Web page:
Thanks Sean, it is interesting to consider how additive manufacturing can be a differentiator for Danko Arlington in the short term, but ultimately weaken their competitive positioning in the long term. I agree with your suggestion that Danko Arlington could attempt to maintain customer loyalty in the long term by developing expertise and capabilities in additive manufacturing above and beyond what its competitors can offer to customers or what customers could develop on their own. And if this expertise that will be necessary in the future, it seems like being an early mover would make a lot of sense. In retail, as we have seen a shift from brick and mortar to e-commerce, the companies that stuck to the traditional ways of doing things were left behind. If a substantial part of the industry will be moving to additive manufacturing over the next 20 years, Danko Arlington may want to ask themselves how a pure-play additive manufacturing business would structure its costs and processes, and begin making adjustments today to be ready to compete.
This was a very thought-provoking piece, there must be opportunities for this type of data collection in almost every industry. In investment management, I could imagine many firms being willing to pay for a unique, nonpublic set of data on companies or industries of interest in order to gain an information advantage on the market. Although some bias may still exist, I imagine this data would be much more representative than current sources like social media, where individual sentiment or emotion can impact the willingness to provide data and/or distort the reality.
Tatiana, thank you for your insights on this topic! With their current size and marketplace model, I’m sure they are able to attract many partners through open source innovation and the risk of a competitor using available data to replicate their model is relatively low. There are also clear cost and growth rate benefits to the open source innovation and partnership approach that Alibaba has taken so far. However, I wonder if there is a limit to this approach as the firm continues to grow larger and more complex. As primarily a software platform, maybe they are uniquely positioned to find these smaller developers and scale their technology across the Alibaba business, while a more capital-intensive business would find it much more difficult to work with many small partners.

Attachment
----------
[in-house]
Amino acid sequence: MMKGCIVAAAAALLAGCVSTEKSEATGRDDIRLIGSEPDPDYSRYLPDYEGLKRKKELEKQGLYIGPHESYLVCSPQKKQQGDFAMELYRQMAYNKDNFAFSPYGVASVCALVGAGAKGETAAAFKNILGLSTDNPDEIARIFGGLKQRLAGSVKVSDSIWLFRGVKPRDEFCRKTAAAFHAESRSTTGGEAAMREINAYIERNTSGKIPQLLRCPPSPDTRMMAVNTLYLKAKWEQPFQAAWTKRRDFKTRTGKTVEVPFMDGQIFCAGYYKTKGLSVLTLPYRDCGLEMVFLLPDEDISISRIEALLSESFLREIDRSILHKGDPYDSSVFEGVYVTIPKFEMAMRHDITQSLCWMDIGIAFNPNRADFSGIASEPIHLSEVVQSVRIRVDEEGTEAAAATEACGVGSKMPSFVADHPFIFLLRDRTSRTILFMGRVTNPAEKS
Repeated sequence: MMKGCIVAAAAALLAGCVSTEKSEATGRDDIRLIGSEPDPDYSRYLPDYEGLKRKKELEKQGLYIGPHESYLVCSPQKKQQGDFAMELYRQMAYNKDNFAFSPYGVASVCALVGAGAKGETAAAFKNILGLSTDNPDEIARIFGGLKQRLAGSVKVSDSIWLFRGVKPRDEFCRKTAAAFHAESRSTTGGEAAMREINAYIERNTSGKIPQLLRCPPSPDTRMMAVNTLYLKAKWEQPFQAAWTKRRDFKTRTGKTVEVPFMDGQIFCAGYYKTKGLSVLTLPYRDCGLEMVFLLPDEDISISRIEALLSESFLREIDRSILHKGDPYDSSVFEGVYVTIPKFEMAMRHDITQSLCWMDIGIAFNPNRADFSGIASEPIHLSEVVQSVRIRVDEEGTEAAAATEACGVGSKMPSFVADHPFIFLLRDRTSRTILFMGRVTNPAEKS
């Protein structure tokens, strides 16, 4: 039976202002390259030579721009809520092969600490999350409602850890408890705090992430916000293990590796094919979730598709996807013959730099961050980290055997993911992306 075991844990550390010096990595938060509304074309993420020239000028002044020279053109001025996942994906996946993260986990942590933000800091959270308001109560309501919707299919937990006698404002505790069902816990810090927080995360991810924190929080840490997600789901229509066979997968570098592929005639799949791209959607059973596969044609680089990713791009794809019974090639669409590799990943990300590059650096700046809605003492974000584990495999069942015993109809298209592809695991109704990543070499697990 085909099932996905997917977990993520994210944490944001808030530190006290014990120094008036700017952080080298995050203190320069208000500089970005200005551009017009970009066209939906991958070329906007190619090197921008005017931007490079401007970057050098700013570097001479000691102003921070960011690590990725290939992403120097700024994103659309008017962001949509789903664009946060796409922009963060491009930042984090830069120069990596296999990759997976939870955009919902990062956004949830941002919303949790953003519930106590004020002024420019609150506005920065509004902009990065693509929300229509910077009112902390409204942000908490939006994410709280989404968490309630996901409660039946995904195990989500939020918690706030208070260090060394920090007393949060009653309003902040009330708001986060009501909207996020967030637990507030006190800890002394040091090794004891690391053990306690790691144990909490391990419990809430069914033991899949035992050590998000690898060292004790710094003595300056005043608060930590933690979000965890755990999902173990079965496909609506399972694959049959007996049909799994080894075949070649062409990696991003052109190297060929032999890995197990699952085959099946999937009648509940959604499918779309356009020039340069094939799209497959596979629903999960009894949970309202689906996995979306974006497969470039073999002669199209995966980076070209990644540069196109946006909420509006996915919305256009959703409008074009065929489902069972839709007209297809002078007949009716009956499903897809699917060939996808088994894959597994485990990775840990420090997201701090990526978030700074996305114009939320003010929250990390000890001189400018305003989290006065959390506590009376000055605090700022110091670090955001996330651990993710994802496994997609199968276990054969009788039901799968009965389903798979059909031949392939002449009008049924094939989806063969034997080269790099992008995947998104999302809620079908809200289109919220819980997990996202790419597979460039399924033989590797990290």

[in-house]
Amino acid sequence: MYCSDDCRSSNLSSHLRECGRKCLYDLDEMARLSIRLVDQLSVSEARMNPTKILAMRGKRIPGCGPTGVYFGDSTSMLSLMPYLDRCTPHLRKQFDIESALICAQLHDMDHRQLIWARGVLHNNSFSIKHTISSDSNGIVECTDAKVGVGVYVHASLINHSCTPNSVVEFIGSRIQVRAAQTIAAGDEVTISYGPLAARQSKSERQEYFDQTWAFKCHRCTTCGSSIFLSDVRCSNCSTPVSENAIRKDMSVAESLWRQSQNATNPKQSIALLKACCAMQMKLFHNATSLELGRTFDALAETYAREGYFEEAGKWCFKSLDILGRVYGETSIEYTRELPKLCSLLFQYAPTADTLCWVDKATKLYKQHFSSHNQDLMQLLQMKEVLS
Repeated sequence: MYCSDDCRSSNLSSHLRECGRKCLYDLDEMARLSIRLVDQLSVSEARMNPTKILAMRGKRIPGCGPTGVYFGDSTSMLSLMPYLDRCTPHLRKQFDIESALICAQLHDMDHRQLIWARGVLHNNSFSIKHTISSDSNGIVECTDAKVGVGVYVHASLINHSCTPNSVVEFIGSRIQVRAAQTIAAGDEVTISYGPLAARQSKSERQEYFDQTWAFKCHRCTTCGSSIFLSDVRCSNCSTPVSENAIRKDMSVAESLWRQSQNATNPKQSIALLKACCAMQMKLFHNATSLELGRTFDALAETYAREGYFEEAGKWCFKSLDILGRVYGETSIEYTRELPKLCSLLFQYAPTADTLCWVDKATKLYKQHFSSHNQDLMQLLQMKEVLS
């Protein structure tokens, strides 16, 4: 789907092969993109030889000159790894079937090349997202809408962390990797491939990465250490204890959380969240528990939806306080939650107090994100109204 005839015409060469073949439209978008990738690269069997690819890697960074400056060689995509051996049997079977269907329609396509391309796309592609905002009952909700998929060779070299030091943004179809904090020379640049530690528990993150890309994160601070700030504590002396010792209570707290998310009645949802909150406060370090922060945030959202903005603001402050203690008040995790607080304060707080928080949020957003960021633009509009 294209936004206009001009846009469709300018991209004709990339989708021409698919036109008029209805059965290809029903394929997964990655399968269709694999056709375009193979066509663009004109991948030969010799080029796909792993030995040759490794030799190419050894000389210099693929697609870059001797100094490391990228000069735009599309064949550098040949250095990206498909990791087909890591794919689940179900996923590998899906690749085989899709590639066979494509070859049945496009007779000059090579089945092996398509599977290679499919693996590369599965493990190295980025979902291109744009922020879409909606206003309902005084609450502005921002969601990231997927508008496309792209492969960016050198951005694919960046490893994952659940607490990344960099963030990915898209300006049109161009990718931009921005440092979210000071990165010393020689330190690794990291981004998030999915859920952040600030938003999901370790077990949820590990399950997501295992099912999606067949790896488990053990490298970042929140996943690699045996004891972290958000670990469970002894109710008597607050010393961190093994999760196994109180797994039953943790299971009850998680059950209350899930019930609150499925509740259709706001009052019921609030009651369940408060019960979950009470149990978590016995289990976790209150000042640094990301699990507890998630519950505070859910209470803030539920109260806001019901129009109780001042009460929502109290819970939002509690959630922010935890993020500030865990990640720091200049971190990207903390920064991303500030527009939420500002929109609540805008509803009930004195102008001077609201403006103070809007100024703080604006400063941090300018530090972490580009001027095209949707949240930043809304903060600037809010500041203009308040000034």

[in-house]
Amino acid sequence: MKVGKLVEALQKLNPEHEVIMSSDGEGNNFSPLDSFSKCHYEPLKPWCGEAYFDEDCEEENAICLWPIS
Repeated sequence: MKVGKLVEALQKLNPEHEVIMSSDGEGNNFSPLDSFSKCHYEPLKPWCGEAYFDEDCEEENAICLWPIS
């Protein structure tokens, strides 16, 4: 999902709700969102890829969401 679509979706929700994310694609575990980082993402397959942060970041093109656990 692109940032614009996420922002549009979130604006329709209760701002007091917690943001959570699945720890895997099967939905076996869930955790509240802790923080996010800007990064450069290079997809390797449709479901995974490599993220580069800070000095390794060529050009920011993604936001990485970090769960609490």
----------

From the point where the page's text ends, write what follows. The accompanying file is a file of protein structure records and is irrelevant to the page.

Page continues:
This was a very interesting piece and VICIS is addressing an issue that certainly demands a lot of attention today. In my opinion, the price is the most concerning barrier to adoption. Within that 7% decline in the number of high school football players over the past decade, the declines are much greater in higher income areas which would have a greater ability to pay for these helmets. As the sport continues to skew towards lower income communities at the youth and high school level, affordability will become an increasingly important issue. I am definitely encouraged by the early cost improvements that VICIS has realized, and I hope that we continue to see those come down in the future.
Thanks for bringing important issues like this one to our attention. Your piece raises the critical problem in using policing data for forward-looking predictions: the sampling of crimes that police departments detect and/or uncover is not necessarily representative of the crimes committed in the entire population. However, if utilized correctly, I do see ways that a larger, more in-depth set of data could lead to fairer policing over time. In the past we have only worked with quantity metrics like number of arrests in a community, without taking into account the number of patrol minutes per arrest or the average number of cars pulled over per arrest. If this data is properly tracked, these types of efficiency metrics could encourage departments to move away from heavy police presences in communities of color or other forms of overpolicing if they show poor returns. Achieving this outcome would also require that police officers are not incentivized or evaluated based on these efficiency metrics, but that they are only reviewed for insights and strategic decision-making.
Great insights here, the entrance of Amazon into grocery is sure to shake things up in an already very competitive industry with low margins. To compete with Amazon, Kroger and other traditional grocers will truly be forced to raise their games, which will ultimately (hopefully) improve the shopping experience for consumers. Kroger’s investment and partnership with British online grocer Ocado will be another item to watch, as they work together to build out a delivery distribution network in the US.
I enjoyed reading this piece. It really highlights the question of how much information we as consumers are willing to share with brands, and what value we will get in return for sharing that information. Would a consumer be willing to let Glossier track their brand interactions across channels if they felt that it created a better overall shopping and/or lifestyle experience? I would think yes, but how many brands would they be willing to provide this access to before it starts to feel intrusive? I think Glossier is definitely helping its chances at being one of the few brands that will get this type of holistic access to its consumers if it continues to build out its brand ecosystem and focus on customer loyalty.